Rachel Held Evans is once again arguing against “The False Gospel of Gender Binaries.” Regrettably, she does little more than provide us with a reminder of a textbook example of eisegesis (reading “into” the biblical text one's own ideology) rather than exegesis (reading “out of” . . . . Continue Reading »
Marilynne Robinson repeats the conclusion that Jesus had nothing to say about homosexuality. But that conclusion severs the connection between Jesus and his specially commissioned apostolic witnesses. Continue Reading »
The last time we mentioned that if Joseph had never been sold into slavery, he would have never been in a position to become what he became.And the wily atheist — the one who admits, btw, that even he might be willing to suffer for the sake of something, like being part of the 60 million who . . . . Continue Reading »
The problem is what to do about pain. See: the common argument here — which Loftus plainly uses to dismiss God — is that all pain ought to be stopped whenever possible. A universe with suffering in it precludes the Christian God (he says), so the onus is now on John or anyone else who sees pain to stop pain.
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It’s obvious, I hope, that I’m writing here for people who say to themselves, “There is something irresistible about Jesus.” For some of you, that’s a point which you make into an ideological cathedral — a point of doctrine which lines up in an acronym that summarizes the faith, your faith. For others, it’s a nagging thought — as you work out your faith on your own, you keep coming back to this Jesus, and you can’t make sense of him all the way, but you also can’t accept everything he says because it seems somehow too hard to live that way, or too complex, or too simple, or merely out of your grid of experience. Continue Reading »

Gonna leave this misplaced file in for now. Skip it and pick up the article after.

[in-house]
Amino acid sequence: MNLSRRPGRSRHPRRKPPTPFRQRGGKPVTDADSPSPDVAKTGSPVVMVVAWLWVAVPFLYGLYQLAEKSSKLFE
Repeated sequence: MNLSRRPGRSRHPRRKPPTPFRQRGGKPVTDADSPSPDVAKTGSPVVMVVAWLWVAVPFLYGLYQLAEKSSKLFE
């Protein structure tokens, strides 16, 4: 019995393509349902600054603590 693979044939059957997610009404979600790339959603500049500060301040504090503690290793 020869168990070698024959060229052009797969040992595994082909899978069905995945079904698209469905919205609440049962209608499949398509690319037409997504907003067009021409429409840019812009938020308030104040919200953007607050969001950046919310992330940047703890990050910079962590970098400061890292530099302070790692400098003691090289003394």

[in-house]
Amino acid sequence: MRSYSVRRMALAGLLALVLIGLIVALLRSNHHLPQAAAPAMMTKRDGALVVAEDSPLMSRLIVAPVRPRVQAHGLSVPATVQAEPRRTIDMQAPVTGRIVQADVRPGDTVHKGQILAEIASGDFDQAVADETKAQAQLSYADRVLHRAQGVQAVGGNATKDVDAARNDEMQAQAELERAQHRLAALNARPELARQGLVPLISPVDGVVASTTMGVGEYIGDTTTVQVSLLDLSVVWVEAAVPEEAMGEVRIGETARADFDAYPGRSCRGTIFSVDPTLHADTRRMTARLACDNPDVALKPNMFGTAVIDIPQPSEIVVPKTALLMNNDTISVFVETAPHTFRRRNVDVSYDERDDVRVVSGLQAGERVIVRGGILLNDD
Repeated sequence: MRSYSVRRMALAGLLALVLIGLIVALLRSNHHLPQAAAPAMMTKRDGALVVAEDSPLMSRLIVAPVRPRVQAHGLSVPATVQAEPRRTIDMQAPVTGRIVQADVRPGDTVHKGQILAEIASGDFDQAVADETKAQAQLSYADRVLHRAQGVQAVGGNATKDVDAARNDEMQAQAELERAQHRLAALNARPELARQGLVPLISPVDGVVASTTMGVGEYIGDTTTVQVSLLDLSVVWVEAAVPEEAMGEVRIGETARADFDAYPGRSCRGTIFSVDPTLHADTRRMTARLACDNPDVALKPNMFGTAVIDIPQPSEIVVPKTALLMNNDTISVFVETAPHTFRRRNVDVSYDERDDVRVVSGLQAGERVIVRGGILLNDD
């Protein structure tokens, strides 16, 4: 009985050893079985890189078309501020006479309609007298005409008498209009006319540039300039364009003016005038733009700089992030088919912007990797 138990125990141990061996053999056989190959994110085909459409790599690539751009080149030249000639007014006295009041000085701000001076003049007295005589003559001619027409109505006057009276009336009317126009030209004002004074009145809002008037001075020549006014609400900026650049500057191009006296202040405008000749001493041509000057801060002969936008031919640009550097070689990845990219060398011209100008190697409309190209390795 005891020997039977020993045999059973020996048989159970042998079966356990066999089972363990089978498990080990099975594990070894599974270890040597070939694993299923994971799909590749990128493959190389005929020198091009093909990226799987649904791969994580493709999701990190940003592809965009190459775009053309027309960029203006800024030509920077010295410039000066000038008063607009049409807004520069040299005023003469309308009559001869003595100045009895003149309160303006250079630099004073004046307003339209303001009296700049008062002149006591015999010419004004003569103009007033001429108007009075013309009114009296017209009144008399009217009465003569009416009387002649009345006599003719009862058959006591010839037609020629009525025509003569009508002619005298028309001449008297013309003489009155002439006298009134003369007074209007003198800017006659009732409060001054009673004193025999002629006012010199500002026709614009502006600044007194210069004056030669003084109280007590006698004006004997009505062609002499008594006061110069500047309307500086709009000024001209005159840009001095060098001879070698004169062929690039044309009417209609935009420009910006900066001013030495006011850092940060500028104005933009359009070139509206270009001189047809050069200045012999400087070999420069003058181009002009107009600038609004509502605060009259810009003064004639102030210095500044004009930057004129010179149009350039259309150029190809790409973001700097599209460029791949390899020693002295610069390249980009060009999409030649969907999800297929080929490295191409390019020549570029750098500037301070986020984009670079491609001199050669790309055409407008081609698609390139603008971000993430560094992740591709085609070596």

It’s funny because Linus makes the grave reading of Luke 2 for Charlie Brown and says, “That’s what it’s all about, Charlie Brown,” and we feel like something really important® has been said by Dollie Madison cakes and Coca-Cola. But Luke 2 isn’t in a vacuum. The matter of what happened on the night in question in the city of David when there was no room in the inn is not really about anything unless there is something more to this child than a birth in poverty into an indifferent world. Continue Reading »
I can’t think of a better way to celebrate Christmas than to start an argument by attacking one of our favorite Christmas hymns.“Hark the Herald Angels Sing” has that one line “veiled in flesh the Godhead see,” and I just thought it would be fun to nitpick that . . . . Continue Reading »